Isn’t it funny that when you become interested in something, little reminders of it pop up everywhere?
I never really paid much attention to Turkey before, but now that I’m watching these hilarious Turkish shows on YouTube and other sites, I keep encountering little bits of this country. I found a great Turkish restaurant in DC called Ankara (excellent spinach and cheese pide — a type of flatbread with toppings) as well as a Turkish beverage shop (Turkish Coffee Lady at Tysons Corner — great tea). Mmmmmm.
I’ve even encountered a family in my own hometown who spoke Turkish. We were looking at a window display and the family beside me (one mom and two teenage daughters) was speaking in a foreign language (quite common in the cosmopolitan DC metro area). I thought I heard “evet” (Turkish for “yes”) and asked, “Excuse me, did you just say ‘evet’? Was that Turkish you were speaking?” They answered in the affirmative and I got to try out “Merhaba” (“Hello”).
Thanks to these shows, my knowledge of the Turkish language has increased (about 30 words so far, and counting) because the characters repeat the same expressions over and over. It’s hard not to pick it up eventually.
Plus, it’s fun to speak it. I get a kick out of watching a Turkish speaker’s astonished expression when that person realizes, “WHOA! This person speaks my language!”
It almost feels like having a secret code. According to Babbel, there’s only about 116,000 people in the U.S. who speak Turkish, so it’s great fun to use the bits I know.
It’s a tricky language to learn, to be sure. I notice what seems to be a German influence — some vowels have German-style umlauts (the two little dots that represent an “e”).
Then there are the little cedillas over or under certain letters, like “ş” (an “sh” sound) or “ğ”. (That indicates the letter is silent. I always wonder: if a letter is silent, why have it in a word in the first place??!!)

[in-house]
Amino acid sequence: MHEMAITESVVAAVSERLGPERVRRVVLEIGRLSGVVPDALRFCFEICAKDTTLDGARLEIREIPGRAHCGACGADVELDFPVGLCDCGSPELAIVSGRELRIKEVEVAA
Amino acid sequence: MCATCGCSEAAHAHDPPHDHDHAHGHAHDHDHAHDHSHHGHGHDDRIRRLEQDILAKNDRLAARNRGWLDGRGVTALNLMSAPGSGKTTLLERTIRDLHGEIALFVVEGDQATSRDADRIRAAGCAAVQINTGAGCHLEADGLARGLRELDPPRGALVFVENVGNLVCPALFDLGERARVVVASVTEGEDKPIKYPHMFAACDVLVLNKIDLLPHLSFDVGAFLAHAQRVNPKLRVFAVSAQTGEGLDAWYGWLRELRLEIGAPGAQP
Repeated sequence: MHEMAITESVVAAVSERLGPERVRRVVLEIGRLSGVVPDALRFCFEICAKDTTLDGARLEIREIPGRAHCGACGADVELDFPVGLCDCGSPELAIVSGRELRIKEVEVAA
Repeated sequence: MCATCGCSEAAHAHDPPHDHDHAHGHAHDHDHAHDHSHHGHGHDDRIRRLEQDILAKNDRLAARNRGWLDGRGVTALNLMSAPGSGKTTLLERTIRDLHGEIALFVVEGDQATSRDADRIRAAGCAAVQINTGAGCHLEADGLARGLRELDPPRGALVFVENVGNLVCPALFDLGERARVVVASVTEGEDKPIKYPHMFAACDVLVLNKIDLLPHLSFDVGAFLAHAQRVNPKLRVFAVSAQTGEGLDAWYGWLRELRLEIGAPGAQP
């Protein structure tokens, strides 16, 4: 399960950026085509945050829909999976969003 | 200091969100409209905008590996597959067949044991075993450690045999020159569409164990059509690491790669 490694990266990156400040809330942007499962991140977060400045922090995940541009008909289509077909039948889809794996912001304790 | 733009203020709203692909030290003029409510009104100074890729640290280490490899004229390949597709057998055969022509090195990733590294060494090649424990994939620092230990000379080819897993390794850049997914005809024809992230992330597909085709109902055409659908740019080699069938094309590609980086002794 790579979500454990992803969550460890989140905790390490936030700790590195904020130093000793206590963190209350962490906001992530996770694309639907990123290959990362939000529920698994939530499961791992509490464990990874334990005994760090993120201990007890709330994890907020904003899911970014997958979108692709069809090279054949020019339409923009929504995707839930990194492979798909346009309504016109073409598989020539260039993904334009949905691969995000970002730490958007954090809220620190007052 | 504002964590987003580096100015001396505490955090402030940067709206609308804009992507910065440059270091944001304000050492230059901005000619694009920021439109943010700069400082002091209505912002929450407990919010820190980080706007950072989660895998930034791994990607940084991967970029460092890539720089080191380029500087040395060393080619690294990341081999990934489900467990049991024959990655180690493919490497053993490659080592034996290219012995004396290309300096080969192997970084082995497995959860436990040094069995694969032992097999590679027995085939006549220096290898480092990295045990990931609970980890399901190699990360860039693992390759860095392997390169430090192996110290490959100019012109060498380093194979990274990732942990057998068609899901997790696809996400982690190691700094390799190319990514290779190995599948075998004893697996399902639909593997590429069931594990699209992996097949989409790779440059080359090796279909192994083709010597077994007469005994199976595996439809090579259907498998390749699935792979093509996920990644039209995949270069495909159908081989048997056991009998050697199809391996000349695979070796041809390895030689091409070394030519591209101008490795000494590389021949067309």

My favorite expression right now is “Sonra görşürüz” (son-rah go-shure-roose, or “See you later”). The second word sounds a bit like “go shoes,” which makes me giggle. Very appropriate expression for when you’re walking away from someone.
I also notice that in these shows, English dialogue pops up now and then. Just like we English speakers might use “sayonara” or “ciao,” these Turkish actors occasionally use “okay” or “bye bye.” Sometimes there might be an entire scene with one to five English lines.
It’s always a mental jolt when I hear that. I hear an actor rattle off a line in Turkish, end it with an English expression, and think, “Wait a second….hold on…..did that person just say something in English?” At least with it being online, I have the option of playback so I can listen to it again.
I have it in mind to profile some of the Turkish shows I’ve been watching in future blog posts, so that others can check them out and enjoy them too. There are versions with English subtitles. Some caveats:
1) The translations aren’t quite 100%, depending upon the show and the translator. Some scenes might not be translated, but you can usually figure out what’s going on from the actors’ expressions and movements. These actors are very talented.
2) Episodes tend to be two hours long. But I don’t mind the two-hour format; it leads to much richer character development, which I like. More about that in a future blog post.
3) There is some recycling of sets going on. Yiğit’s office in “Erkenci Kuş,” Hakan’s office in “Dolunay” and Demir’s office in “Her Yerde Sen” are all recognizably the same set, despite some clever use of camera angles. Also, same set for Ali Asaf’s house in “Kalp Atişi” and Alihan’s home in the beginning of “Yasak Elma”. Ah well, maybe it’s a budget thing.
4) There are the usual romantic visuals — a couple staring into each other’s eyes for a long period or the girl falls off a high place/trips and falls into the guy’s arms (some things don’t change from one culture to another! ;-)). But there are plenty of surprises too — they throw in plot twists and turns when you least expect them. Nice.